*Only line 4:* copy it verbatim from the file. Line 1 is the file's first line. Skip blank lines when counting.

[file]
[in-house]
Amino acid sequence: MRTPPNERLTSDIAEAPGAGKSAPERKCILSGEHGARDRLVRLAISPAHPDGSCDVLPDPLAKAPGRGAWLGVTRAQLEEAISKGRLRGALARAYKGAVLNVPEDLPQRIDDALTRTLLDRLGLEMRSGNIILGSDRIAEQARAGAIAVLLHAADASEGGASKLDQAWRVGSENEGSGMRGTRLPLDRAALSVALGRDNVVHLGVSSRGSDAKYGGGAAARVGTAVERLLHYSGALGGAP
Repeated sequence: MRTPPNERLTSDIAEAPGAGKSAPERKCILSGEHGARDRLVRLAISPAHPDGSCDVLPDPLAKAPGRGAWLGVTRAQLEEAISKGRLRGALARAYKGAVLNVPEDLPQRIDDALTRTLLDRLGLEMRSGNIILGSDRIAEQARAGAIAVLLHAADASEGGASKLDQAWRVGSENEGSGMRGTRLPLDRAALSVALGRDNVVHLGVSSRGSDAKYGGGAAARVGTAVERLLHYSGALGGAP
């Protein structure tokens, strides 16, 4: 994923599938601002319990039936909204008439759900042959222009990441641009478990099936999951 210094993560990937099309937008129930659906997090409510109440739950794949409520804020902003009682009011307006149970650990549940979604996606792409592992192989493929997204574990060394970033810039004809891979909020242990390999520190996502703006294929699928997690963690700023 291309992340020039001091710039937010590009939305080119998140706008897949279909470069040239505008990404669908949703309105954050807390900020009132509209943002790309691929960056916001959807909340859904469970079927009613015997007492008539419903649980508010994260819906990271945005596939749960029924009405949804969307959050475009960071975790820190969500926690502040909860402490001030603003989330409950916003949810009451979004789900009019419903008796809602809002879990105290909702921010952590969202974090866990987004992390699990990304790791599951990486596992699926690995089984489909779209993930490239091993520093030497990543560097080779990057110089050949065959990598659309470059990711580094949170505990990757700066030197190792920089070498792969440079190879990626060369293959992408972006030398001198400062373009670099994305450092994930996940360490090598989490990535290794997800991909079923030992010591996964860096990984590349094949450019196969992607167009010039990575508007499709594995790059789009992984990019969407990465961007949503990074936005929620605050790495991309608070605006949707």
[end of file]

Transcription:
């Protein structure tokens, strides 16, 4: 994923599938601002319990039936909204008439759900042959222009990441641009478990099936999951 210094993560990937099309937008129930659906997090409510109440739950794949409520804020902003009682009011307006149970650990549940979604996606792409592992192989493929997204574990060394970033810039004809891979909020242990390999520190996502703006294929699928997690963690700023 291309992340020039001091710039937010590009939305080119998140706008897949279909470069040239505008990404669908949703309105954050807390900020009132509209943002790309691929960056916001959807909340859904469970079927009613015997007492008539419903649980508010994260819906990271945005596939749960029924009405949804969307959050475009960071975790820190969500926690502040909860402490001030603003989330409950916003949810009451979004789900009019419903008796809602809002879990105290909702921010952590969202974090866990987004992390699990990304790791599951990486596992699926690995089984489909779209993930490239091993520093030497990543560097080779990057110089050949065959990598659309470059990711580094949170505990990757700066030197190792920089070498792969440079190879990626060369293959992408972006030398001198400062373009670099994305450092994930996940360490090598989490990535290794997800991909079923030992010591996964860096990984590349094949450019196969992607167009010039990575508007499709594995790059789009992984990019969407990465961007949503990074936005929620605050790495991309608070605006949707």